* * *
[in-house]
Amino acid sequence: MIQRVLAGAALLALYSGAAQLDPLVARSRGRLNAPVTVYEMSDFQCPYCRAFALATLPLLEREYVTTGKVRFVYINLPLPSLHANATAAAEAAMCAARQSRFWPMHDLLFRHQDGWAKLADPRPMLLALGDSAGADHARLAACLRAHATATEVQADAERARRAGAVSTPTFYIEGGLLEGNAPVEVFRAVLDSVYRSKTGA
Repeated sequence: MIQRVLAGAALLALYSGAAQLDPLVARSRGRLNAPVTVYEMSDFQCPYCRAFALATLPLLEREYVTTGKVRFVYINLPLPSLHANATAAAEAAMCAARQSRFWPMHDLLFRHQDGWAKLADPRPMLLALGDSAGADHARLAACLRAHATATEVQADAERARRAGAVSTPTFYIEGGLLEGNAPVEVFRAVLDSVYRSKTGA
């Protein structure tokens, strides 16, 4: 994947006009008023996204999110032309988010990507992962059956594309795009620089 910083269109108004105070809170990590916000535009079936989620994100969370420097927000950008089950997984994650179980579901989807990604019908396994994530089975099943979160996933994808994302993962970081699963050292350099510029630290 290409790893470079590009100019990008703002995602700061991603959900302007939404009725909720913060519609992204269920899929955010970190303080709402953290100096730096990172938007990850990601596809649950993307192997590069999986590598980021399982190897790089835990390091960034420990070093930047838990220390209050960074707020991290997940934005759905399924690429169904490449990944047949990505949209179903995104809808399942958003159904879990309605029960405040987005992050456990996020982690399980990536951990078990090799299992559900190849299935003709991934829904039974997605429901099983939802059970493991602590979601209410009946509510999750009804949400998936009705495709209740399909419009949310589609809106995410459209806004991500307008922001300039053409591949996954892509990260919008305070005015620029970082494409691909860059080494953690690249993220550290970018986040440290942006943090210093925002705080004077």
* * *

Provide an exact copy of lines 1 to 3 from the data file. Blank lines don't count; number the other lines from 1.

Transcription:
[in-house]
Amino acid sequence: MIQRVLAGAALLALYSGAAQLDPLVARSRGRLNAPVTVYEMSDFQCPYCRAFALATLPLLEREYVTTGKVRFVYINLPLPSLHANATAAAEAAMCAARQSRFWPMHDLLFRHQDGWAKLADPRPMLLALGDSAGADHARLAACLRAHATATEVQADAERARRAGAVSTPTFYIEGGLLEGNAPVEVFRAVLDSVYRSKTGA
Repeated sequence: MIQRVLAGAALLALYSGAAQLDPLVARSRGRLNAPVTVYEMSDFQCPYCRAFALATLPLLEREYVTTGKVRFVYINLPLPSLHANATAAAEAAMCAARQSRFWPMHDLLFRHQDGWAKLADPRPMLLALGDSAGADHARLAACLRAHATATEVQADAERARRAGAVSTPTFYIEGGLLEGNAPVEVFRAVLDSVYRSKTGA